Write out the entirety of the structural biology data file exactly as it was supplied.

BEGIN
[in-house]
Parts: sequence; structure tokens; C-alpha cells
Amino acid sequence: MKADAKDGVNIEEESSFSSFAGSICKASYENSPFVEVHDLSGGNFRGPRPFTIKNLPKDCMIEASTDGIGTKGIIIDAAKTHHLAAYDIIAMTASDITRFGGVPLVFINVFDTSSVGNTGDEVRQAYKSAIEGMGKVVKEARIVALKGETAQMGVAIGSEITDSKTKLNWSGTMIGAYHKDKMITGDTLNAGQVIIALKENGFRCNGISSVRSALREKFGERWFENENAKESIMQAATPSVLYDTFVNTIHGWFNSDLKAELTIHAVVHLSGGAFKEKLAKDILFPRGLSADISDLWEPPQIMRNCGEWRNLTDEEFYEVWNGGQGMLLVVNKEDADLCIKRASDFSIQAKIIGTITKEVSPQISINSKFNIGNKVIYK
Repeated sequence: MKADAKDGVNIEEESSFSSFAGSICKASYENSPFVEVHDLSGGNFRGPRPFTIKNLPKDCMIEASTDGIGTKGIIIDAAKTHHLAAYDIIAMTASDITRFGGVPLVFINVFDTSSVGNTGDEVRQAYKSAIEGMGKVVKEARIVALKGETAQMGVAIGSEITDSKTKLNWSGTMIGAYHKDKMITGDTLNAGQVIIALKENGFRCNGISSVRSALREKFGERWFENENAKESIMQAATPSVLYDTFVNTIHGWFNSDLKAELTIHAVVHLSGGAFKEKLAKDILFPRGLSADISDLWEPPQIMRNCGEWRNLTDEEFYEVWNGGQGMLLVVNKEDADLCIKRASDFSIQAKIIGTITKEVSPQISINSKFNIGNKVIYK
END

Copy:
[in-house]
Parts: sequence; structure tokens; C-alpha cells
Amino acid sequence: MKADAKDGVNIEEESSFSSFAGSICKASYENSPFVEVHDLSGGNFRGPRPFTIKNLPKDCMIEASTDGIGTKGIIIDAAKTHHLAAYDIIAMTASDITRFGGVPLVFINVFDTSSVGNTGDEVRQAYKSAIEGMGKVVKEARIVALKGETAQMGVAIGSEITDSKTKLNWSGTMIGAYHKDKMITGDTLNAGQVIIALKENGFRCNGISSVRSALREKFGERWFENENAKESIMQAATPSVLYDTFVNTIHGWFNSDLKAELTIHAVVHLSGGAFKEKLAKDILFPRGLSADISDLWEPPQIMRNCGEWRNLTDEEFYEVWNGGQGMLLVVNKEDADLCIKRASDFSIQAKIIGTITKEVSPQISINSKFNIGNKVIYK
Repeated sequence: MKADAKDGVNIEEESSFSSFAGSICKASYENSPFVEVHDLSGGNFRGPRPFTIKNLPKDCMIEASTDGIGTKGIIIDAAKTHHLAAYDIIAMTASDITRFGGVPLVFINVFDTSSVGNTGDEVRQAYKSAIEGMGKVVKEARIVALKGETAQMGVAIGSEITDSKTKLNWSGTMIGAYHKDKMITGDTLNAGQVIIALKENGFRCNGISSVRSALREKFGERWFENENAKESIMQAATPSVLYDTFVNTIHGWFNSDLKAELTIHAVVHLSGGAFKEKLAKDILFPRGLSADISDLWEPPQIMRNCGEWRNLTDEEFYEVWNGGQGMLLVVNKEDADLCIKRASDFSIQAKIIGTITKEVSPQISINSKFNIGNKVIYK